KT: It didn't pull me away, actually, because I really snuck it in between. I don't understand her. I don't understand how this woman believes ... When you first read it, when you first read the premise, that she can accept this incredibly rigid formula for living, the rules — this is right and this is wrong — and expect to live in the real world. This seems to me an impossible task. And then to have so much of her private world, her family — all three members of her family — be so far outside what she believes in, how does this woman survive? Well, I think, again, every character has to change, has to go through a stage of growth to be interesting, period. If she doesn't change, then I'm not interested in doing her. And I was very attracted to the compassion that's inherent in the film. It doesn't have to be Catholicism, it can be any organized and rigid religion. It could be Judaism, it could be Islam. Any religion that says, 'This is the only way God approves of you' is fine as a structure for this conflict. Catholicism simply is the most familiar for this, the most workable ear. I wanted to figure out how she survived.
IH: The film takes a very sharp look at confession in the Catholic Church.
KT: Yes, yes. Well, every religion has a get-out-of-jail-free card, too. You know, Judaism, they all do. And to her, it was more than a prize. To her it was necessary. Because what I learned in studying up on the Catholic religion — since I knew nothing of it essentially when I started this — was if you've committed a mortal sin and never confessed it, then every confession you have made thereafter, no matter how many years, is invalid. It doesn't count if you've got an unconfessed mortal sin on your soul. So this absolution? She's been unconfessed for 20 years. Imagine how that weighs on her. This is what drives her, why she wants it so desperately — at the possible cost of her family. And what she realizes ultimately is that nothing is worth that cost. But that's why she is so driven toward it.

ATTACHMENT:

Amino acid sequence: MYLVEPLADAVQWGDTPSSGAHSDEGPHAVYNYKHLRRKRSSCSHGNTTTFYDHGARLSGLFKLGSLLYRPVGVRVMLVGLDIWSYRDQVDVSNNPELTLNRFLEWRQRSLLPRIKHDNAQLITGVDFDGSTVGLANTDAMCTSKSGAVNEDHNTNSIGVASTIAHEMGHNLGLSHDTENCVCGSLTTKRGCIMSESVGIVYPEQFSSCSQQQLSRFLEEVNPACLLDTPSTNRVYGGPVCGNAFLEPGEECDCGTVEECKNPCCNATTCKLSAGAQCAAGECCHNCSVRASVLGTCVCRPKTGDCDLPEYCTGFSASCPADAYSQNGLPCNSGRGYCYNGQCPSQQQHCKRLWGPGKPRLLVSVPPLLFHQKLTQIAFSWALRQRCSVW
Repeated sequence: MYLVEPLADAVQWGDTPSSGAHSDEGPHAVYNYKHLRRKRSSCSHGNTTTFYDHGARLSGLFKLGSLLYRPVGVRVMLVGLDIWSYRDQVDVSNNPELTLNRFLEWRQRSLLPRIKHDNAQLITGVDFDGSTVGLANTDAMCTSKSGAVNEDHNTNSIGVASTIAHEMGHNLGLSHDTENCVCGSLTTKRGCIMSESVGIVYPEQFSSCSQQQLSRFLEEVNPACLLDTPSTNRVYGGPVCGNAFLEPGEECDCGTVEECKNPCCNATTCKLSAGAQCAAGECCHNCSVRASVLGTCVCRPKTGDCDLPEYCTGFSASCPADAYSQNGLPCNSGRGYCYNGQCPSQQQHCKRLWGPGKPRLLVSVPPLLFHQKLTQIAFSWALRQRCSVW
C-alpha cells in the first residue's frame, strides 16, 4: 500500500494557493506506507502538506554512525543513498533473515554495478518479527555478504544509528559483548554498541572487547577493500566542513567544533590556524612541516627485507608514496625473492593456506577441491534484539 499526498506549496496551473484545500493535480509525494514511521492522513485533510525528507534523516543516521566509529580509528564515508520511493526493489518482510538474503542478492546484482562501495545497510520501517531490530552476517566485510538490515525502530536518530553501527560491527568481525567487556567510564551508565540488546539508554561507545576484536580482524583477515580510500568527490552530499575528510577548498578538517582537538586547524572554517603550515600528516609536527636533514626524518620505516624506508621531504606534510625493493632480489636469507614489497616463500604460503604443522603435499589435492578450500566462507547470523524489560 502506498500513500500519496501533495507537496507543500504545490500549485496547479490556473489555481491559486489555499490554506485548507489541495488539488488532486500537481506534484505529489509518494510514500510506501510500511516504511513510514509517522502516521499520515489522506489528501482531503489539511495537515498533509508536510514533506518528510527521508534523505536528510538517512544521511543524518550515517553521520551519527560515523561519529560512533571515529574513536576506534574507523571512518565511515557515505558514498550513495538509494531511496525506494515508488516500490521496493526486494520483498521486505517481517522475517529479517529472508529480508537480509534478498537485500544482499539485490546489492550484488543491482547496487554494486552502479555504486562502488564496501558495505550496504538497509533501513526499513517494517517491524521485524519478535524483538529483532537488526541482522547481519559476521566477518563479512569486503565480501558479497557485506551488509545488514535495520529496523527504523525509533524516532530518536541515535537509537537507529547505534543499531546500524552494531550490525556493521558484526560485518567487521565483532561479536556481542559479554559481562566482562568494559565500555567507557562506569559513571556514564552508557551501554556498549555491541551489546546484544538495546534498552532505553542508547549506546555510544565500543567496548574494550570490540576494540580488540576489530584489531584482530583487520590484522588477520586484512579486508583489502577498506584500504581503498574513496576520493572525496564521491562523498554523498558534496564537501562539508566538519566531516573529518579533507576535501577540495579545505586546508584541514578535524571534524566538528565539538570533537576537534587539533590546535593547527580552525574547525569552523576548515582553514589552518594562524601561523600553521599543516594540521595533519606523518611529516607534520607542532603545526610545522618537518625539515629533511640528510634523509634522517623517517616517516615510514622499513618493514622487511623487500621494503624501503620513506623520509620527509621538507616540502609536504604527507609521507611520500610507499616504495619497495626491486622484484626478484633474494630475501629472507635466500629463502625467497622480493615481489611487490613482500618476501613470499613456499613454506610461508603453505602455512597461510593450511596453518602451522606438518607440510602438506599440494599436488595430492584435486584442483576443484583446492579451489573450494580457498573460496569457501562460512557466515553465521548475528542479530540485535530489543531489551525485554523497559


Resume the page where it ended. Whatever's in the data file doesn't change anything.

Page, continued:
IH: Though The Perfect Family focuses on the effect of religion on a woman and her family, belief comes in a multitude of forms. Disregarding spirituality for a moment, what do you believe in?
KT: What do I believe? I believe that I would die for my daughter, that that would be the most important thing on earth to me, more important than my own life. Absolutely. I believe that to never knowingly cause harm to someone or to profit from someone else's harm is the golden rule, and if I follow that, then that will be the best way I can live — to not cause harm and not to profit from someone's harm I think is my golden rule. If I can be true to that, then I think I will be a good person. That's about as doctrinaire as I get.
IH: That makes perfect sense. The Perfect Family obviously delves into family dynamic and what can drive a rift in it. What do you think is the key to making it work with your family, no matter your differences?
KT: Support, I think, to support each other. I have two brothers and a sister — and my mother, who is still very well and very strong. We haven't lived in the same worlds for years and years and years. One brother lives in Idaho, one lives in New Zealand, my sister lives in Missouri, and we see each other maybe once a year, maybe twice a year. But if they called and said, 'I need you, would you do this?' I would say yes. You know? There would be no question of why or, 'Really?' And I believe they would do the same for me. They're family. We sound like a pretty nice group, don't we? Actually, we are. All four of us are pretty good kids.